- Posted by:
- Michael Grose
It’s Schoolies Week.
It's that time of the year when young people gather in a beachside resort to
celebrate the end of twelve years of secondary school, and let their hair down after the pressure of Year 12.
I know a young person want to let their hair down, but is Schoolies the only way?
What is the place of Schoolies Week?
Schoolies is big!
It's also big business for many coastal towns as the regular inlux of teenagers certainly gets the cash registers ringing in pubs, food places and entertainment venues.
It’s grown from a small group of gatherings to have a massive brand presence. The word itself has massive meaning for adults and young people.
It’s reached the ridiculous situation where it’s common for many young people to organise their Schoolies Week accommodation 12 months ahead. They’ve organised Schoolies Week before they’ve even opened up a book for their Year 12 studies.
With 21st birthday’s lacking in lustre Schoolies has become the most significant rite of passage for many young people. Certainly, it’s the most widely recognised.
If the newspaper and TV images are accurate then Schoolies is a boozy affair that is mostly good-natured, but does involve a degree of risk.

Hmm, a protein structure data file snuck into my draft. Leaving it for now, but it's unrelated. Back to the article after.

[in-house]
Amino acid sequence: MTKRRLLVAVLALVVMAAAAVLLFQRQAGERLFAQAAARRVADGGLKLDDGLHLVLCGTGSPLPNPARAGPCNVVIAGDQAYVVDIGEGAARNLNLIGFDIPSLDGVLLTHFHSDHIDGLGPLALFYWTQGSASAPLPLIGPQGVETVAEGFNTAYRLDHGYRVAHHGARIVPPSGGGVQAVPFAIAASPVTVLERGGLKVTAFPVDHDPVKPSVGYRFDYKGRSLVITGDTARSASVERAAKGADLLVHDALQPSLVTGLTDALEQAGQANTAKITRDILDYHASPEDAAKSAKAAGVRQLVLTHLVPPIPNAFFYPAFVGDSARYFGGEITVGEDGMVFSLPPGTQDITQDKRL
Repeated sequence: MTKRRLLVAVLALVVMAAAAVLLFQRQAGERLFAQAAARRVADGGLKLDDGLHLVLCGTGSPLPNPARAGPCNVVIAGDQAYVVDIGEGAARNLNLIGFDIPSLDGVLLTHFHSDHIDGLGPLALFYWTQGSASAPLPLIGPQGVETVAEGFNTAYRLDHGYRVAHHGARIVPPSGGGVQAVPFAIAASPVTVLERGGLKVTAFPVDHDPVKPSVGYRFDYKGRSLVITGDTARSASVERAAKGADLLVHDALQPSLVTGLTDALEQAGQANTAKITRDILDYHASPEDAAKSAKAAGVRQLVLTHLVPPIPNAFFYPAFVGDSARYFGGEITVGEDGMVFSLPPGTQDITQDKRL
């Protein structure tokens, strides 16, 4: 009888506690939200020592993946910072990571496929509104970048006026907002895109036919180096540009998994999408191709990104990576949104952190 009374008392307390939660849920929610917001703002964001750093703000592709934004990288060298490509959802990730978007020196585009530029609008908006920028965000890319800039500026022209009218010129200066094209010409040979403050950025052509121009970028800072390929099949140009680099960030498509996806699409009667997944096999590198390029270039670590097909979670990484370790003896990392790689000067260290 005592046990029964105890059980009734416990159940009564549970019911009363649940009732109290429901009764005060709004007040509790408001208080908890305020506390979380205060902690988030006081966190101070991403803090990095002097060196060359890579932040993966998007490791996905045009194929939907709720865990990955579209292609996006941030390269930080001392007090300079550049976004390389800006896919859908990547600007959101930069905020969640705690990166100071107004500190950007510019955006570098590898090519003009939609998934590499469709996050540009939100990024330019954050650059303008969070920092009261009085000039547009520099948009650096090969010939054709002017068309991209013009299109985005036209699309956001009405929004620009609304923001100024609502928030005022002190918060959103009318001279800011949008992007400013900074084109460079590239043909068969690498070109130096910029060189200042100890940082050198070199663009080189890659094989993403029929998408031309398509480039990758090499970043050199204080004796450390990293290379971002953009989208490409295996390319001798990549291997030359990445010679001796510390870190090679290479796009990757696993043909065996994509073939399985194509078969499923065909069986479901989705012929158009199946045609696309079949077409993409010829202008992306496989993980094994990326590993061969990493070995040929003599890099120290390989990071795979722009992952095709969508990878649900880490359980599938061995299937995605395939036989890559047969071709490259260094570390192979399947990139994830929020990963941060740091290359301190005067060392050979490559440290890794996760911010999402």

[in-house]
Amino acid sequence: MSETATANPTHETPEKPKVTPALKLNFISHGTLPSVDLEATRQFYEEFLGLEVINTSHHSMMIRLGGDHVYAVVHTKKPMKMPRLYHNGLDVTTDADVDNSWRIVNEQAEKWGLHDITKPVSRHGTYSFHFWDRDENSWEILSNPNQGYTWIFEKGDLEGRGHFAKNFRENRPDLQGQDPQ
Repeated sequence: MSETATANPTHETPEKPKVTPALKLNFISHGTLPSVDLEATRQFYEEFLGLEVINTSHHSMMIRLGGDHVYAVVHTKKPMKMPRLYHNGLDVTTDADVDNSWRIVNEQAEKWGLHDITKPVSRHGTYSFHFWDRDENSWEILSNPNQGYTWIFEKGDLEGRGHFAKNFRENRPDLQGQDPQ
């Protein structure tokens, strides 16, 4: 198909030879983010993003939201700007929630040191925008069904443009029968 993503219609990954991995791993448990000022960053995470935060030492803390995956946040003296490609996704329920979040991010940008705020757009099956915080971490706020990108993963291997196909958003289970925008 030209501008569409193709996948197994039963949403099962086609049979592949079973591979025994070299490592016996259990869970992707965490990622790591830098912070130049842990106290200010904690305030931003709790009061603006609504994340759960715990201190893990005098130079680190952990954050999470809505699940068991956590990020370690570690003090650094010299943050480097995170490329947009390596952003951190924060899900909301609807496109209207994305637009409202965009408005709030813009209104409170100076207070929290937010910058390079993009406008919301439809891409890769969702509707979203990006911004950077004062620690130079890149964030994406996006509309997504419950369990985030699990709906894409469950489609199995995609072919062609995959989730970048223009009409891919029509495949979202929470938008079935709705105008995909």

With the heady cocktail of youthfulness, alcohol and freedom in abundance it amazes me that the amount of 'trouble' that usually occurs at most Schoolies is relatively minor.
Can we do it another way?
There are other ways for young people to recognise that their school life has finished, than Schoolies. There are already pockets of young people who do very different activities to mark their transition out of secondary school. Just this week I heard of a group of young people who are heading off to Cambodia to work in a village. It's a two week sojourn in a different culture that requires young people to help out rather than break out.
This is just one example of young people doing their transition from secondary school differently. I know there are plenty of others.
Alternatively, there are many great rites of passage programs
that help young people make the transition to adulthood.
What do you think?
Is Schoolies Week, and what it has become, an appropriate way for young people to end their years at school?
Is Schoolies Week just a reflection of our current society? It could be argued that getting together and getting drunk is an appropriate welcome to the world of Australian adulthood.
I think we can do better than this. What do you think?
- confidence, drinking, people, Schoolies, teen, teenagers, young